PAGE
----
We are required as the RSPH centres to securely store the following records for up to three years: 


  • Learner records 
  • Information relating to any appeals
  • Information relating to reasonable adjustment and special considerations 
  • Paperwork relating to internally verified assessments (if applicable) 
  • Evidence that used examination papers have been securely destroyed 
  • Information relating to malpractice allegations 
  • Examiner and invigilator CVs (you may need to keep these for a longer period if these are employed for longer than three years) 
  • Examination seating plans 


We may also wish to keep copies of any feedback forms that you have submitted – how long these are held for is up to you. RSPH do not stipulate what format the data needs to be kept in – hard copy or electronic is fine as long as it is accessible. Our feedback forms submitted to you after exams, can be handed in anonymously. We generally keep these forms for 6 months to one year. These forms are valuable to help us improve our services to you. 



We may send you emails informing you of new services, changes to courses, special offers and new courses, or other services we offer. We do not use a third party company to do this. If you no longer wish Kitchen Tonic to contact you, please email info@kitchentonic.com


Our website uses cookies. By using our website and agreeing to this policy, you consent to our use of cookies in accordance with the terms of this policy.


About cookies

A cookie is a file containing an identifier (a string of letters and numbers) that is sent by a web server to a web browser, and stored by the browser. The identifier is then sent back to the server each time the browser requests a page from the server.

Cookies can be used by web servers to identify and track users as they navigate different pages on a website and to identify users returning to a website.

Cookies may be either “persistent” cookies or “session” cookies. A persistent cookie consists of a text file sent by a web server to a web browser, which will be stored by the browser and will remain valid until its set expiry date (unless deleted by the user before the expiry date). A session cookie, on the other hand, will expire at the end of the user session, when the web browser is closed.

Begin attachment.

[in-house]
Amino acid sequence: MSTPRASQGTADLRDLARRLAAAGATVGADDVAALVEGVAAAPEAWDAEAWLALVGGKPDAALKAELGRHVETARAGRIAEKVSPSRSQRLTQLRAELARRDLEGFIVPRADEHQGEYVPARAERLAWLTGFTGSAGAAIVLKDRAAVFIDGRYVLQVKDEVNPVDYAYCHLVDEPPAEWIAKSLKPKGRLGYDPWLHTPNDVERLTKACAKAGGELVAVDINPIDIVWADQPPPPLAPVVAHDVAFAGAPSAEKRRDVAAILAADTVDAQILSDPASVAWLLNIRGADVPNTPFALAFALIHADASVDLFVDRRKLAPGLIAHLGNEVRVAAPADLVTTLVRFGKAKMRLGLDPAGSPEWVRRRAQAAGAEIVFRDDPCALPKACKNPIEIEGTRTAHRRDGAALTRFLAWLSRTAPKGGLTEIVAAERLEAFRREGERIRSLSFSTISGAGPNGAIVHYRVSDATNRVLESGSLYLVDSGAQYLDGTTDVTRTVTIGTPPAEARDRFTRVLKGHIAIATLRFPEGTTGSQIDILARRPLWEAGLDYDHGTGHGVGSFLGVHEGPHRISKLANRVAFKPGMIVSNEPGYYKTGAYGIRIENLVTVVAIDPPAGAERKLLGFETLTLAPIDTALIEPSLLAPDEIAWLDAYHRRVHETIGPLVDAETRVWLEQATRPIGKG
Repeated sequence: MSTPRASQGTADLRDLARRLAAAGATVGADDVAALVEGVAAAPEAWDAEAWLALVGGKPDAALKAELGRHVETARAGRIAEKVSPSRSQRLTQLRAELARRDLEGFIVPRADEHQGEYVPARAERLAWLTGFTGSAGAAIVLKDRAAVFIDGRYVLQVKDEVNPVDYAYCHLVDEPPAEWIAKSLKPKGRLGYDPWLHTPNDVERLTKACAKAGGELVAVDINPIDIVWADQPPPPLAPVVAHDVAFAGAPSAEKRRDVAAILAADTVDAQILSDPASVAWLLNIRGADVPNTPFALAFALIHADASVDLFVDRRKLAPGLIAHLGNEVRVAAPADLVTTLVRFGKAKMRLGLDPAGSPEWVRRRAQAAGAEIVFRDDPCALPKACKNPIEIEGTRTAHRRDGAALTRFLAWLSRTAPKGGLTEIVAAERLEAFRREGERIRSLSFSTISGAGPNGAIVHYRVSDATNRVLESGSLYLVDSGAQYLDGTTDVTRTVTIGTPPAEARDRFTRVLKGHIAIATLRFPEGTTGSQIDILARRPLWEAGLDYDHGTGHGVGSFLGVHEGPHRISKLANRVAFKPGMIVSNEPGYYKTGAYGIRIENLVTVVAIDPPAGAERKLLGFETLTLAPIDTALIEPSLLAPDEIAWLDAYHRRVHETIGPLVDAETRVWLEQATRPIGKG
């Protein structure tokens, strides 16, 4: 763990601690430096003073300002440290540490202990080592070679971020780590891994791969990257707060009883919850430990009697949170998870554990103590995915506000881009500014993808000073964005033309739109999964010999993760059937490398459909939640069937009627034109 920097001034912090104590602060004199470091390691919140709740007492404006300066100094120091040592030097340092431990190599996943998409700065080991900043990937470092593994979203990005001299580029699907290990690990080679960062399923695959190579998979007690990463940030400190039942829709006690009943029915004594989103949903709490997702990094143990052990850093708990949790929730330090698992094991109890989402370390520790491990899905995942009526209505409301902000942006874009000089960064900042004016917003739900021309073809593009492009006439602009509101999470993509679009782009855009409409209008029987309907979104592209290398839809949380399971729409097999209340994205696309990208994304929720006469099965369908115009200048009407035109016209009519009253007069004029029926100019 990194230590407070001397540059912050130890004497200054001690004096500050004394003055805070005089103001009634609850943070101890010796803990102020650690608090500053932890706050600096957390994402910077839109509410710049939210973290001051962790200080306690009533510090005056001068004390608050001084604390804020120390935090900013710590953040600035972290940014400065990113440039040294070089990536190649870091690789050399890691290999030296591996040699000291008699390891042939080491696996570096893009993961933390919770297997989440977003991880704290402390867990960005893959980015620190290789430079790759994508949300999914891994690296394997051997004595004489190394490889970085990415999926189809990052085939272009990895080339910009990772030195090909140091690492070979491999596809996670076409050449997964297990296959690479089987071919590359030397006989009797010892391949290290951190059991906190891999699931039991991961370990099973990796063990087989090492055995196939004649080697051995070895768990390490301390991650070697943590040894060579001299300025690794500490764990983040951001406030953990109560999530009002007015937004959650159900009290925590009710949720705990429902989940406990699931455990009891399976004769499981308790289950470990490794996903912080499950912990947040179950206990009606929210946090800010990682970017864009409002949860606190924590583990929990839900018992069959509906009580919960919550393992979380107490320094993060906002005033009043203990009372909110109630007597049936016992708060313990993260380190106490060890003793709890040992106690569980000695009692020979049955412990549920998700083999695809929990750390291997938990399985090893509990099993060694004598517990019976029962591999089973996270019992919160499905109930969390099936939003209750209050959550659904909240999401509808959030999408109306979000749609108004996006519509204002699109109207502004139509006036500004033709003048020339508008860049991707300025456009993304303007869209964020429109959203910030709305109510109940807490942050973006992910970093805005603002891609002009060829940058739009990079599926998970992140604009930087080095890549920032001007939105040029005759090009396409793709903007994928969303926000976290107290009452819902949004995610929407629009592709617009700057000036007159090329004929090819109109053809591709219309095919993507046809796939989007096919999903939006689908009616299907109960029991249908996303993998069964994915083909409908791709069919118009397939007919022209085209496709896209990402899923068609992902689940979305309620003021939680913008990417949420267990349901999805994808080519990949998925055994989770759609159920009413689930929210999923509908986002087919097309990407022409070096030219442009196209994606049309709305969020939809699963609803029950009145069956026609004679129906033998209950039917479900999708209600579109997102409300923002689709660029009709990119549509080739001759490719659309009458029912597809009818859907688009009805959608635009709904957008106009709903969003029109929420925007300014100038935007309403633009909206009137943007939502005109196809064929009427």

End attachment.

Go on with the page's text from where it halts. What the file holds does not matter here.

Cookies on this website

We use both session cookies and persistent cookies on this website.

How we use cookies

Cookies do not contain any information that personally identifies you, but personal information that we store about you may be linked, by us, to the information stored in and obtained from cookies.

We may use the information we obtain from your use of our cookies for the following purposes:


  • to recognise your computer when you visit our website;
  • to track you as you navigate our website;
  • to improve the website’s usability;
  • to analyse the use of our website;
  • in the administration of this website;

Third party cookies


When you use our website, you may also be sent third party cookies. Our service providers may send you cookies. They may use the information they obtain from your use of their cookies. We use Google Analytics to analyse the use of this website. Google Analytics generates statistical and other information about website use by means of cookies, which are stored on users’ computers. The information generated relating to our website is used to create reports about the use of the website. Google will store this information. Google’s privacy policy is available at: http://www.google.com/privacypolicy.html.


Blocking cookies

Most browsers allow you to refuse to accept cookies. For example: in Internet Explorer you can refuse all cookies by clicking “Tools”, “Internet Options”, “Privacy”, and selecting “Block all cookies” using the sliding selector; in Firefox you can block all cookies by clicking “Tools”, “Options”, and un-checking “Accept cookies from sites” in the “Privacy” box.

Blocking all cookies will, however have a negative impact upon the usability of many websites.

Deleting cookies

You can also delete cookies already stored on your computer: in Internet Explorer, you must manually delete cookie files (you can find instructions for doing so at http://support.microsoft.com/kb/278835 )  in Firefox, you can delete cookies by, first ensuring that cookies are to be deleted when you “clear private data” (this setting can be changed by clicking “Tools”, “Options” and “Settings” in the “Private Data” box) and then clicking “Clear private data” in the “Tools” menu. Doing this may have a negative impact on the usability of many websites.

Your rights

Under the General Data Protection Regulation (effective from 25 May 2018) you have the following rights:

  • The right to be informed
  • The right of access
  • The right to rectification
  • The right to erasure
  • The right to restrict processing